ShareThis Page
Penguins

Rangers' Brassard continues to deliver against Penguins

| Thursday, April 16, 2015, 10:42 p.m.

NEW YORK — Richard M. Nixon is not the only person with an enemies list.

Take, for example, the Penguins, for whom the mere mention of Claude Giroux, Jakub Voracek, Brad Marchand, Zdeno Chara or P.K. Subban would be enough to elicit scowls.

A few more playoff performances like he has delivered recently, and Derick Brassard might find himself among those the Penguins despise.

Even if he doesn't have “an idea” why he's successful against the Penguins.

“I have no answer,” Brassard said when asked after the New York Rangers' 2-1 win Thursday night in Game 1 of an Eastern Conference first-round playoff series at Madison Square Garden.

“I just enjoy playing against the Penguins.”

Since being acquired from Columbus with John Moore and Derek Dorsett in 2013 in a blockbuster deal that sent Marian Gaborik to the Blue Jackets, Brassard has recorded 25 points in 36 playoff games spanning three postseasons.

Against the Penguins, Brassard has six points in eight playoff games. In last May's second-round series, Brassard led the Rangers with four goals and five points in New York's seven-game, come-from-behind series win.

It was more of the same Thursday night.

Brassard played a significant role in the win, scoring the series-opening goal 28 seconds into the first period.

The goal was the culmination of a sequence that underscored why many view the Rangers as Stanley Cup favorites.

New York used its speed and skill to attack the Penguins up the ice, leading to Rick Nash's off-wing drive that goalie Marc-Andre Fleury kicked to the middle of the ice.

Rebounds to the slot are not ideal at the best of times. In this instance, it allowed the Presidents' Trophy winners to draw first blood.

Driving to the net, Brassard beat Paul Martin to the loose puck before driving a one-timer into the net.

Nash, Brassard said, “did it on purpose. He tried to shoot for a rebound. I was wide open and got a lucky bounce.”

About 14 minutes and change later, Brassard contributed to New York's second goal in a more intangible fashion.

With the Rangers on their third of four first-period power plays, Brassard's screen obstructed Fleury's view of Ryan McDonagh's slap shot until the puck settled into the net to give New York a 2-0 lead.

When the final horn sounded, Brassard had completed a night in which he scored a goal, took five shots, threw three hits in 15:45 of ice time that spanned 27 shifts. He also won 12 of the 25 faceoffs he took.

“They bring out the best in us,” said Brassard, whose five points against the Penguins in the regular season were second most on the Rangers.

He finished the regular season with career highs in goals (19), assists (41) and points (60) while centering a line with Nash and Mats Zuccarello.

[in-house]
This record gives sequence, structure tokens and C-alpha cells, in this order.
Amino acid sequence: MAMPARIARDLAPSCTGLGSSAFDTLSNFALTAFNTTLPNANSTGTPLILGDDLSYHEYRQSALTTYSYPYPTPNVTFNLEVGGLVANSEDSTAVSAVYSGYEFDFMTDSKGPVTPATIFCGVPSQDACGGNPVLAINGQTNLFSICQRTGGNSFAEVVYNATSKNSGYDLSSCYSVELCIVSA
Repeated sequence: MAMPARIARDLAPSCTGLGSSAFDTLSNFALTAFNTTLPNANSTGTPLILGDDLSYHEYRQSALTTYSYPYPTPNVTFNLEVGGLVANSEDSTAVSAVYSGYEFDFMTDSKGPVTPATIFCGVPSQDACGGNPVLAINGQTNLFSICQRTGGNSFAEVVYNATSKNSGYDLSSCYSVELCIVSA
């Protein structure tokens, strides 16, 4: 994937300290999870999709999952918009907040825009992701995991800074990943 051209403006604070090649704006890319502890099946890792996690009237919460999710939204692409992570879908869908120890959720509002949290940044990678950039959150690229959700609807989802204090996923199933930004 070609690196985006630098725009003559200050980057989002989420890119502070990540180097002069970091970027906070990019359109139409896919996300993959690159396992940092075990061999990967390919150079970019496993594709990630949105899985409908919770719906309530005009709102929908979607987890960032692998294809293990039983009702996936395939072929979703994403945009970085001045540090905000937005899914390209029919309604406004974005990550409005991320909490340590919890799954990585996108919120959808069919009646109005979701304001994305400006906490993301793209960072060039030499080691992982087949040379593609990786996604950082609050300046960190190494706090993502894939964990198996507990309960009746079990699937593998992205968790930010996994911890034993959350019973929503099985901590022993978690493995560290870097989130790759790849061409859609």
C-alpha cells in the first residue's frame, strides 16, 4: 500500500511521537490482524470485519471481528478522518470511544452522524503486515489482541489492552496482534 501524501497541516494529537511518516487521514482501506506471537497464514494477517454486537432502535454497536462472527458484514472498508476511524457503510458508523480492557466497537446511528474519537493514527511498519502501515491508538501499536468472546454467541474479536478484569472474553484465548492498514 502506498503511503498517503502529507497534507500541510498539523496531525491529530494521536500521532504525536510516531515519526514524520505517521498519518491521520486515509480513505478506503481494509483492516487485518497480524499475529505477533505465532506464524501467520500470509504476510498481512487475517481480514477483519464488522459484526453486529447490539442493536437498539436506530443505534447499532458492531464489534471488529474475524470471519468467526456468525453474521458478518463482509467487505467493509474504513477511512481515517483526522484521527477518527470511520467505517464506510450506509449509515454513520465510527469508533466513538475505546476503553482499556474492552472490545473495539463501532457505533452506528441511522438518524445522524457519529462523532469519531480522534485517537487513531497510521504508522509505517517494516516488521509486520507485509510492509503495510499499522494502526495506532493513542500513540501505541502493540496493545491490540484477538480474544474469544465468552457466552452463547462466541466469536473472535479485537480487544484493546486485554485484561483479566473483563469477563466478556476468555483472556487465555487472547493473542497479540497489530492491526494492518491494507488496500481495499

Denis Gorman is a freelance writer.

TribLIVE commenting policy

You are solely responsible for your comments and by using TribLive.com you agree to our Terms of Service.

We moderate comments. Our goal is to provide substantive commentary for a general readership. By screening submissions, we provide a space where readers can share intelligent and informed commentary that enhances the quality of our news and information.

While most comments will be posted if they are on-topic and not abusive, moderating decisions are subjective. We will make them as carefully and consistently as we can. Because of the volume of reader comments, we cannot review individual moderation decisions with readers.

We value thoughtful comments representing a range of views that make their point quickly and politely. We make an effort to protect discussions from repeated comments either by the same reader or different readers

We follow the same standards for taste as the daily newspaper. A few things we won't tolerate: personal attacks, obscenity, vulgarity, profanity (including expletives and letters followed by dashes), commercial promotion, impersonations, incoherence, proselytizing and SHOUTING. Don't include URLs to Web sites.

We do not edit comments. They are either approved or deleted. We reserve the right to edit a comment that is quoted or excerpted in an article. In this case, we may fix spelling and punctuation.

We welcome strong opinions and criticism of our work, but we don't want comments to become bogged down with discussions of our policies and we will moderate accordingly.

We appreciate it when readers and people quoted in articles or blog posts point out errors of fact or emphasis and will investigate all assertions. But these suggestions should be sent via e-mail. To avoid distracting other readers, we won't publish comments that suggest a correction. Instead, corrections will be made in a blog post or in an article.

click me